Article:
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Everything You Need to Know About Father's Day

Jun 21, 2020

Image: Happy Father's Day - clipartpanda.com
 
Here's how long you don't have to plan the perfect Father's Day for Dad according to countryliving.com
 
Summer showed up before you knew it, and along with it, a pretty important date for all the dads out there. You guessed it: We're talking about Father's Day. Although most sons and daughters don't need a specific date to celebrate the most important man in their life, every dad in the country does get his special day on the calendar. With the warmer weather, you're probably already planning a weekend filled with your father's famous grilling recipes and summer drink recipes, but you'll want to do a little more than just fill dad with his favorite food and drinks. (But hey, that's not a bad way to begin!)
 
It was never meant to be this way, but the annual holiday can surprisingly come with a considerable amount of stress when you're supposed to find the perfect Father's Day gift for the guy who insists he doesn't need anything. (And let's be honest, sometimes a Father's Day card alone just doesn't cut it.) You may now be wondering, "Well, how did Father's Day get here so fast?" Here, we're telling you all you need to know about the holiday, including its history.
 
Is Father's Day On The Same Date Every Year?
 
Don't feel bad if this date is news to you; the celebration changes days year-to-year. If you ever forget, just remember that Father's Day always falls on the third Sunday in June, and then check the calendar accordingly.
 
What Is The History Of Father's Day?
 
Unlike Mother's Day, which has pretty somber origins, Father's Day has relatively light roots—and was actually created by a woman. According to History.com, back in 1909, a woman named Sonora Smart Dodd, "tried to establish an official equivalent to Mother’s Day for male parents." She went around to local businesses to gather support for her idea, and on June 19, 1910, the state of Washington celebrated the first ever Father's Day.
 
Although the event inspired President Woodrow Wilson and President Calvin Coolidge to urge Americans to acknowledge a day for dads during their administrations, it still wasn't an official holiday. Unfortunately, the enthusiasm for the commemoration didn't last long. During the '20s and '30s, people tried to do away with both Mother's Day and Father's Day and replace them with Parents’ Day instead.
 
Then, during the Great Depression, retailers made a push to commercialize the holiday in an attempt to make money during dire financial times. And as World War II started, people began to use Father's Day as a way to pay respect to American troops.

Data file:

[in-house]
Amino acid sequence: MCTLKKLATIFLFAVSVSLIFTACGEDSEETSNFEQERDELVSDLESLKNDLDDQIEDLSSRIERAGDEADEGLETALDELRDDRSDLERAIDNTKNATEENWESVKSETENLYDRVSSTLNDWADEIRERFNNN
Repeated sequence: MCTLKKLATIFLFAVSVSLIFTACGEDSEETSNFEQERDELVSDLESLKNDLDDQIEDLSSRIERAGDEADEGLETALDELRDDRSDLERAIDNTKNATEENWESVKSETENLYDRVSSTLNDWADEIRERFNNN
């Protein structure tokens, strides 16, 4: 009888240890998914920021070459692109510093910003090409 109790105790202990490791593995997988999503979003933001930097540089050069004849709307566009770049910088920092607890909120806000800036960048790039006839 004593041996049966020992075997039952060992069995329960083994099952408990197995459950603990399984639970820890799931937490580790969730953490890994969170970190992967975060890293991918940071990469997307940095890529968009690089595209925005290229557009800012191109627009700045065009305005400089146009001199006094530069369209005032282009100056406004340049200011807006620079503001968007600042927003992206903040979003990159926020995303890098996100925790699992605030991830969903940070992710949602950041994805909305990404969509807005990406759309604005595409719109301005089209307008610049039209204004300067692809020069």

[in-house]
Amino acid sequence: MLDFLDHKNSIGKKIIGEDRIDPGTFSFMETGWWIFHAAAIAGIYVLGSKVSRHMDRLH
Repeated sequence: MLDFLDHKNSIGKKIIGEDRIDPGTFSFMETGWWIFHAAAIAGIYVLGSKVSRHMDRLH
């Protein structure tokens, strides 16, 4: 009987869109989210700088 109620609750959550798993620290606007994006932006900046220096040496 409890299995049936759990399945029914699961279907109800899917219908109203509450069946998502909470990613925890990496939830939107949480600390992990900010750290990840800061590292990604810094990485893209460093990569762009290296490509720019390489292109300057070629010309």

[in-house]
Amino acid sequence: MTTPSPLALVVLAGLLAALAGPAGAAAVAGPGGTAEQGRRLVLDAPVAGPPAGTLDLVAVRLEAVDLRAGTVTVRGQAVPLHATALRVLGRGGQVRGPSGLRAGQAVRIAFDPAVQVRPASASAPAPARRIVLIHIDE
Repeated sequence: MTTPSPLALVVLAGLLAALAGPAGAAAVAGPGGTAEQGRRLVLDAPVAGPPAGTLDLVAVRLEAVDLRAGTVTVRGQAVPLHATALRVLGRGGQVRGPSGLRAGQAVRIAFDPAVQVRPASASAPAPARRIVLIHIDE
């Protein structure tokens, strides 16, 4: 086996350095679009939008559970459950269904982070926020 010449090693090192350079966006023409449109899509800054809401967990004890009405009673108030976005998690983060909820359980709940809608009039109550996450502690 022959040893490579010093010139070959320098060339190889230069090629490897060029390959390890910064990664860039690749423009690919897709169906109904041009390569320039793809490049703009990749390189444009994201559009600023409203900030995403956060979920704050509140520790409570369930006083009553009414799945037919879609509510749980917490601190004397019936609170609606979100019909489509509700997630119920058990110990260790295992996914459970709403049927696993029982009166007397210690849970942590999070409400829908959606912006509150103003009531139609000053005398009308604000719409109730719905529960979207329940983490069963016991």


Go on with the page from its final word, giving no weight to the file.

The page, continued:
Finally, several decades later, on May 1, 1972, President Richard Nixon signed Proclamation 4127, which declared Father's Day as a national holiday, with the first official celebration on June 18, 1972. "Let each American make this Father's Day an occasion for renewal of the love and gratitude we bear to our fathers, increasing and enduring through all the years," he wrote in the document.
 
 
PROCLAMATION 4127
 
Father's Day . May 1, 1972
 
By the President of the United States of America
A Proclamation
 
To have a father—to be a father—is to come very near the heart of life itself.
 
In fatherhood we know the elemental magic and joy of humanity. In fatherhood we even sense the divine, as the Scriptural writers did who told of all good gifts coming "down from the Father of lights, with whom is no variableness, neither shadow of turning"—symbolism so challenging to each man who would give his own son or daughter a life of light without shadow.
 
Our identity in name and nature, our roots in home and family, our very standard of manhood—all this and more is the heritage our fathers share with us. It is a rich patrimony, one for which adequate thanks can hardly be offered in a lifetime, let alone a single day. Still it has long been our national custom to observe each year one special Sunday in honor of America's fathers; and from this year forward, by a joint resolution of the Congress approved April 24, 1972, that custom carries the weight of law.
 
This is fitting and good. Let each American make this Father's Day an occasion for renewal of the love and gratitude we bear to our fathers, increasing and enduring through all the years.
 
NOW, THEREFORE, I, RICHARD NIXON, President of the United States of America, do hereby request that June 18, 1972, be observed as Father's Day. I direct Government officials to display the flag of the United States on all Government buildings, and I urge all citizens to display the flag at their homes and other suitable places on that day.
 
IN WITNESS WHEREOF, I have hereunto set my hand this first day of May in the year of our Lord, nineteen hundred seventy-two, and of the Independence of the United States of America the one hundred ninety-sixth.
 
 

 


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